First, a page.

Don’t Confuse Me With the Facts

Upon first coming across the re-paved section of Myrtle Ave. from S. Main to Partridge, one might well wonder “with all this width, why didn’t they put in a real bicycle lane instead of these Shared Lanes?” Myrtle is a nice ride from Marion Ave. to S. Swan and a good way to escape the craziness of Madison Ave. or other routes to downtown. 

So what gives? 

Appearances can be deceiving – what looks like a vast expanse of available macadam is actually much narrower than it looks. Myrtle is 28 feet wide curb-to-curb from Allen St. to Delaware Ave. If one applies NACTO’s standard*, the space needed for a motor vehicle parking lane and a bicycle lane is 14.5 feet (or a minimum of 12.0 feet, also the AASHTO* guideline).

With a minimal 7-foot parking lane, this results in a 7.5-foot (or 5-foot) bicycle lane (including 6-8 inch traffic-side white line and a 4-inch solid line adjacent to the parked cars. Allowing 7 feet for the north side parking lane, leaves 6.5 feet for a travel lane – no way. (For reference, the can in the photo is 14.5 feet from the southerly curb looking toward downtown with the tip of the Shard Lane making showing.) 


Myrtle Ave Toward Downtown

Therefore, until Madison Ave. has Protected Bicycle Lanes installed, Myrtle Ave. will remain a good – but shared – bicycle route to downtown. 

In the meantime, why not get out there with your Lufkin and find some streets that are wide enough for bicycle lanes? Then start pushing for them.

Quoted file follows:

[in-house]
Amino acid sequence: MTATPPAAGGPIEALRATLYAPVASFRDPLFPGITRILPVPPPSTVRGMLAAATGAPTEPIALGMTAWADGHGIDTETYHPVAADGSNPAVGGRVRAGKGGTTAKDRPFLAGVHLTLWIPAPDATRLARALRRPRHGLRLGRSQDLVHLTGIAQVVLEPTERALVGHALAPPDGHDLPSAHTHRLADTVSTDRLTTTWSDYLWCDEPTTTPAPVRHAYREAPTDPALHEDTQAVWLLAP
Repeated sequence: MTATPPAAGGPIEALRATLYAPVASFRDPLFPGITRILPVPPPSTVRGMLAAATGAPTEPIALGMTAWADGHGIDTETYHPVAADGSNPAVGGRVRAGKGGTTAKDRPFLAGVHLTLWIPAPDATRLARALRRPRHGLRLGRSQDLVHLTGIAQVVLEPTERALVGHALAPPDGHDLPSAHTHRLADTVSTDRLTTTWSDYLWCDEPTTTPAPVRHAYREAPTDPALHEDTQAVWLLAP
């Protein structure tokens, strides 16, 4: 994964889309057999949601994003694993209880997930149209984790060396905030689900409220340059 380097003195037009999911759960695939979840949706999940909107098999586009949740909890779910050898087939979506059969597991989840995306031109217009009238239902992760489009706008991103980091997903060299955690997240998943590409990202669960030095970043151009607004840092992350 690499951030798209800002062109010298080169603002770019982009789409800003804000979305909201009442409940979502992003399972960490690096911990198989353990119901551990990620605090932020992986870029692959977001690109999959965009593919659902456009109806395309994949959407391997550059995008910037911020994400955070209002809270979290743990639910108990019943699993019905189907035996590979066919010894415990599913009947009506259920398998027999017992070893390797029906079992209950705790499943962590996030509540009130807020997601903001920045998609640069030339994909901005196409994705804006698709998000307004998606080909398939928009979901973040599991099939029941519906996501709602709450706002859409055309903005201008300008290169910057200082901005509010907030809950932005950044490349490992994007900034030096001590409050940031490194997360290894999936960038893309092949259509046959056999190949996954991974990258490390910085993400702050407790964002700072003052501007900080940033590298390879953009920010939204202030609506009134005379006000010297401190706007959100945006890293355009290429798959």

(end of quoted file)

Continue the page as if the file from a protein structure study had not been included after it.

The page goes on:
* NACTO – “When placed adjacent to a parking lane, the desirable reach from the curb face to the edge of the bike lane (including the parking lane, bike lane, and optional buffer between them) is 14.5 feet; the absolute minimum reach is 12 feet. A bike lane next to a parking lane shall be at least 5 feet wide, unless there is a marked buffer between them. Wherever possible, minimize parking lane width in favor of increased bike lane width.”

AASHTO – The AASHTO Guide for the Development of Bicycle Facilities: “If parking is permitted, the bike lane should be placed between the parking area and the travel lane and have a minimum width of 1.5 m (5 feet). Where parking is permitted but a parking stripe or stalls are not utilized, the shared area [parking plus bike lane] should be a minimum of 3.3 m (11 feet) without a curb face and 3.6 m (12 feet) adjacent to a curb face.

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Filed under Activisim, City Review

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